HD, kids in the house questions [Archive] - Glock Talk

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Metal Angel
02-19-2012, 23:26
What the best HD set up for a house with kids? I have an infant and a 2 year old, and until now, I have kept my 19, unchambered on a high shelf in my closet. I'm getting a handgun safe now before my 2year old gets interested in climbing... My question is this, is there anyway to keep a shotgun or AR for HD with kids in the house? I don't have one, but would like to get one, and I don't know how to keep it safe, but accessible... Should I just forget about it and stick with pistols? Any other options I'm not thinking of?

Angry Fist
02-19-2012, 23:34
I used to keep a Mossberg full, with an empty chamber and the safety on.

AA#5
02-19-2012, 23:45
What the best HD set up for a house with kids? I have an infant and a 2 year old, and until now, I have kept my 19, unchambered on a high shelf in my closet. I'm getting a handgun safe now before my 2year old gets interested in climbing... My question is this, is there anyway to keep a shotgun or AR for HD with kids in the house? I don't have one, but would like to get one, and I don't know how to keep it safe, but accessible... Should I just forget about it and stick with pistols? Any other options I'm not thinking of?

"V-Line" makes quick-access lockboxes for both rifles, shotguns & handguns. Also check "Cannon," "Amsec" & "Fort Knox." You set the combination & it takes 1-2 seconds to open. That's the only smart way to have loaded weapons safe & quickly accessible, round chambered, ready to go. Most will hold two handguns. There is room enough for a small, powerful flashlight & extra mags. More than one in different locations = even better.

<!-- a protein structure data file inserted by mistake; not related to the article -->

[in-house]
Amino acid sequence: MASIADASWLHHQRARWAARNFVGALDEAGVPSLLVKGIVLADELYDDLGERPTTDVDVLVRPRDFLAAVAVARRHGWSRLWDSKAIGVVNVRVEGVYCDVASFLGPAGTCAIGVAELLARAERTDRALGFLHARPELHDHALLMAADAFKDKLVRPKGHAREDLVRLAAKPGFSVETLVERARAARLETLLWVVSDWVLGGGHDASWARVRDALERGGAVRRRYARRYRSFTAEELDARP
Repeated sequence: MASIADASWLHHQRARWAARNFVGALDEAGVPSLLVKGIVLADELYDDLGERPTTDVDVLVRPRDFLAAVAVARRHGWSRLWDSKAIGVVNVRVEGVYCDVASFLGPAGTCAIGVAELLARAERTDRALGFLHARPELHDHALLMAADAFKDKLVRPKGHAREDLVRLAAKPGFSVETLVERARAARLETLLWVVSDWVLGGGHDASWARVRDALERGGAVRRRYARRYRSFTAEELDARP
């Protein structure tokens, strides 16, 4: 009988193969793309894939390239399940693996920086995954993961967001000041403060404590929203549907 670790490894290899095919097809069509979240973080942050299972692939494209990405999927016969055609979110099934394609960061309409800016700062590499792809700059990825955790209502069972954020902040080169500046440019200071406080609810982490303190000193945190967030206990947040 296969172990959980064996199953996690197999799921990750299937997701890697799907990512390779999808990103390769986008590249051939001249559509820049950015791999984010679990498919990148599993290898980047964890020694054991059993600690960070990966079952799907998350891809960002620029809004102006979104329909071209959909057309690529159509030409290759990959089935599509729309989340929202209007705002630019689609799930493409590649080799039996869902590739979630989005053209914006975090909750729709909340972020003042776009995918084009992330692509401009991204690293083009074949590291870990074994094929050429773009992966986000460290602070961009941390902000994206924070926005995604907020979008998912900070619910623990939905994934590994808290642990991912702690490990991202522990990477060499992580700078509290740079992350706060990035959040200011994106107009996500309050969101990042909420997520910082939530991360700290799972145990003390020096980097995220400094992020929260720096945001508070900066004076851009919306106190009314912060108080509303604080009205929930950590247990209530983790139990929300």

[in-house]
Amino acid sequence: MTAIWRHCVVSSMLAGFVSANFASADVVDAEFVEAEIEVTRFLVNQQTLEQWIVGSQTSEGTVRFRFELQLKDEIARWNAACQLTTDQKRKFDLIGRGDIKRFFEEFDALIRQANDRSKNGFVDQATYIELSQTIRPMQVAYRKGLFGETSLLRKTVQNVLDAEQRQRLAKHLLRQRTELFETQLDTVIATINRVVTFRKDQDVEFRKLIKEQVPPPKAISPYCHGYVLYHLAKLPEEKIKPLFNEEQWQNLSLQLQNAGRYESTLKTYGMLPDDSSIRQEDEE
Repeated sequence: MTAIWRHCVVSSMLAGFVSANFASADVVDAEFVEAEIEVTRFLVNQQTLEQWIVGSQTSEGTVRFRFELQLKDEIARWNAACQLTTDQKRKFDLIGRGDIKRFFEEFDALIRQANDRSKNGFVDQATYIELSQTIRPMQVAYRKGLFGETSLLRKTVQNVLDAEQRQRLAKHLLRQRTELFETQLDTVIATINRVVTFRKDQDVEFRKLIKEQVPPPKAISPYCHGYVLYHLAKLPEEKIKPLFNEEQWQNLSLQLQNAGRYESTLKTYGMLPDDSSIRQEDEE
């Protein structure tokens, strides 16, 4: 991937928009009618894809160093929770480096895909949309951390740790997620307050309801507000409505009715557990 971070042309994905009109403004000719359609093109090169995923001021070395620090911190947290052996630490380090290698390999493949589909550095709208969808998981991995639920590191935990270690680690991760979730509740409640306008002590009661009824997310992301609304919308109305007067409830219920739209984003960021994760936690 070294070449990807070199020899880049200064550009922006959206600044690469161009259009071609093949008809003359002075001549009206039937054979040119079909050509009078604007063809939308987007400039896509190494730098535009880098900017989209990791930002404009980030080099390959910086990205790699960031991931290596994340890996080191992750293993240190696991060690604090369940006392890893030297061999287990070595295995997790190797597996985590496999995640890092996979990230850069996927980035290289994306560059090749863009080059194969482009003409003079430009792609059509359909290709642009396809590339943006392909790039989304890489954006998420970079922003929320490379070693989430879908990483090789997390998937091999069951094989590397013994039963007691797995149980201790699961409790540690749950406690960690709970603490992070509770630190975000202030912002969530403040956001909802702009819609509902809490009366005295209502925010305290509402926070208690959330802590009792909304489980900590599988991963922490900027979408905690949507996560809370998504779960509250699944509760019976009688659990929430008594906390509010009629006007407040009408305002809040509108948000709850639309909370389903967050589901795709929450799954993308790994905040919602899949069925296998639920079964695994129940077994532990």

checkyoursix
02-20-2012, 07:04
The previous post is absolutely correct about lock boxes and the fact that you must use them to keep your firearms secure.

However, there is much more to be discussed because the presence of kids in the house poses also tactical issues. The first is round penetration: choosing a rifle will increase the risk of an over penetrating round hitting what you wanted to protect in the first place, and for me that is a big no.




Also, there is the issue of deployment: since you can't safely ensconce yourself in your bedroom while waiting for the police you have to go block the stairs or access to the kids' bedroom. To do that, you will need to operate light switches, open doors, all things that will be very awkward with a long gun in your hands. Also, a bad guy behind a wall might have an easier time grabbing your long gun from a hiding position.